Church News: Latter-day Saint missionary training center in Argentina to close this summer

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  • bass679 Novi, MI
    Feb. 12, 2019 7:46 a.m.

    Also, FYI the Castellano dialect spoken in Argentina is called that because it's very close to the Castellano accent that dominates Spain which is about as traditional as you get in terms of dialects. The Reina-Valera translation is the most common in the Spanish Speaking world, somewhat comparable to the KJV for English speakers. The LDS version is based on the 1909 edition (the Castillian Spanish version not the Mexican Spanish version.

  • mhenshaw Leesburg, VA
    Feb. 10, 2019 3:24 p.m.

    >>Teaching Mexican Spanish to missionaries going to Argentina or Uruguay is almost useless....A lot of Argentines don't understand the scriptures because they're written in traditional Spanish.

    Really? I served my mission in Argentina and I never ran into a situation where a native Argentine struggled to understand the Reina-Valera version that the Church uses. I would think that if they struggled with that, they would struggle with the Book of Mormon also since its Spanish translation uses the largely same style.

    Now Spanish *accents* are a different matter. We had an Elder from Mexico and he struggled at first with the Argentine accent, much the way a US English-speaker would struggle in Scotland.

  • mhenshaw Leesburg, VA
    Feb. 10, 2019 3:09 p.m.

    >>Sad that some people always interpret facts as being offensive.

    But the article says *nothing* about the Church closing missions. No mention of missions closing. At all. So when someone says "so many missions closing!" it's fairly obvious that someone is implying that the missionary program must be in decline and that's why an MTC is closing. If that wasn't the intended implication, I welcome correction.

    Yes, on paper the Church has reduced the total number of missions by 2%--not exactly a sign that the program's imploding. But here's the dirty little secret--except where conditions become too dangerous, "closing a mission" doesn't actually mean that the missionaries are getting pulled out and the geographic area is being abandoned. We will still have pretty much the same number of missionaries in pretty much the same number of countries, working in the same cities and towns. So what's the change? A slight adjustment in the number of mission presidents covering the same geographic areas.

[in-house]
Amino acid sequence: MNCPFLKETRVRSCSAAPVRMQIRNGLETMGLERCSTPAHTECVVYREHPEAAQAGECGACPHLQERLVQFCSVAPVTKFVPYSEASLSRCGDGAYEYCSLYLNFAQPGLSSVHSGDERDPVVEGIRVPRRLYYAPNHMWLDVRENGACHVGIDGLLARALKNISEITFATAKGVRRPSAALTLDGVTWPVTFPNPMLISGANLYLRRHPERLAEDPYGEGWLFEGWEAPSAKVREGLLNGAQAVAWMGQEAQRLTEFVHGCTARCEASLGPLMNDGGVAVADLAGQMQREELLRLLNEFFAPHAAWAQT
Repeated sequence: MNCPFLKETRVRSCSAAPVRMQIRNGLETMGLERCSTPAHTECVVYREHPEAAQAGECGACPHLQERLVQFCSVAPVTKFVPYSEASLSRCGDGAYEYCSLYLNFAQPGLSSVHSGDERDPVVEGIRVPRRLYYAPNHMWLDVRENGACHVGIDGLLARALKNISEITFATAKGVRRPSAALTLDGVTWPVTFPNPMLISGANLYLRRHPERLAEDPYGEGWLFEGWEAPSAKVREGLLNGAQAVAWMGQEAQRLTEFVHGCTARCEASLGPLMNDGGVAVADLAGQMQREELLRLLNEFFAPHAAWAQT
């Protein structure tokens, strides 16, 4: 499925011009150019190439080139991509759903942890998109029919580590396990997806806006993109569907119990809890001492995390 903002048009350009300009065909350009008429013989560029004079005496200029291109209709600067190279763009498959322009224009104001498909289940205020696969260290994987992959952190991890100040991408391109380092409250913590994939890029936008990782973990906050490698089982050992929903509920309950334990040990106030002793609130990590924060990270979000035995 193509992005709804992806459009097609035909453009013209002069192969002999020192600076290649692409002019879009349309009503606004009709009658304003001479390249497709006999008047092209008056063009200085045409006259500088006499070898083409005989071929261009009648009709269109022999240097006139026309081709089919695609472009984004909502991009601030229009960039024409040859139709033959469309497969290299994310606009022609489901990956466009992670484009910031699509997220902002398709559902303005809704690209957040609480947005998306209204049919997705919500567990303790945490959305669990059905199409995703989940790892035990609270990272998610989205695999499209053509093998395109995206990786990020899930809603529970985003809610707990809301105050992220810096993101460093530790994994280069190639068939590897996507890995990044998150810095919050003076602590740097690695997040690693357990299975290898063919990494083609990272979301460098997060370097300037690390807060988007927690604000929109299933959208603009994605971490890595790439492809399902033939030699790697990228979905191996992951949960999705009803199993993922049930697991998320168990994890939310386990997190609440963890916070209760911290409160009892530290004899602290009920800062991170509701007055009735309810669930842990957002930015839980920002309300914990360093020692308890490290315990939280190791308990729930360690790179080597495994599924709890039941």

Such changes have always been made. They will be made again. And the work will keep rolling right along.

  • The Atheist Provo, UT
    Feb. 10, 2019 11:30 a.m.

    I believe there were 407 missions in July 2018, whereas after the announced changes take place in July 2019, there will be only 399 missions.

    Sad that some people always interpret facts as being offensive.

  • Utes-PAC12 canada, 00
    Feb. 10, 2019 10:37 a.m.

    Many changes have happened and will continue to as it relates to the LDS. Society has evolved as we've entered the 21st century.

  • omahahusker Modesto, CA
    Feb. 9, 2019 6:41 p.m.

    Less management and overhead is a good thing. Consolidating resources is a cost effective way to manage money.

  • mhenshaw Leesburg, VA
    Feb. 9, 2019 5:36 p.m.

    >>So many missions closing everywhere!

    This isn't a mission closing. This is simply consolidating and repurposing resources to make the most efficient use of them.

    Sad to see that some people are so anxious to see the church hurt that they trumpet anything that looks like bad news.

  • Brave Sir Robin San Diego, CA
    Feb. 9, 2019 11:13 a.m.


    That's a fact. I grew up in Argentina and learned to speak Argentine Spanish. First time I visited Mexico, I seriously couldn't understand anything they were saying. The languages are that different.

    Argentines (and Uruguayans) call their dialect "castellano" and they are very proud of it. They get angry if you call it Spanish. Teaching Mexican Spanish to missionaries going to Argentina or Uruguay is almost useless.

    In fact, I also wrote a letter to the Church once, asking them to do a Castillian translation of the standard works. A lot of Argentines don't understand the scriptures because they're written in traditional Spanish.

  • Flashback Kearns, UT
    Feb. 9, 2019 7:12 a.m.

    My son went to Uruguay and trained at the Argentina MTC. He thinks closing it will be a bad thing. Mainly because Spanish in Mexico is different than Spanish in Argentina and Uruguay, Paraguay and Peru. He says the missionaries will have a harder time with the local Spanish because of that in those areas.

  • Brave Sir Robin San Diego, CA
    Feb. 8, 2019 4:22 p.m.

    Yes, it's on the Buenos Aires Temple grounds.

  • Rikitikitavi Cardston, Alberta
    Feb. 8, 2019 3:58 p.m.

    Is there a temple nearby? Temple patrons or ordinance workers might benefit.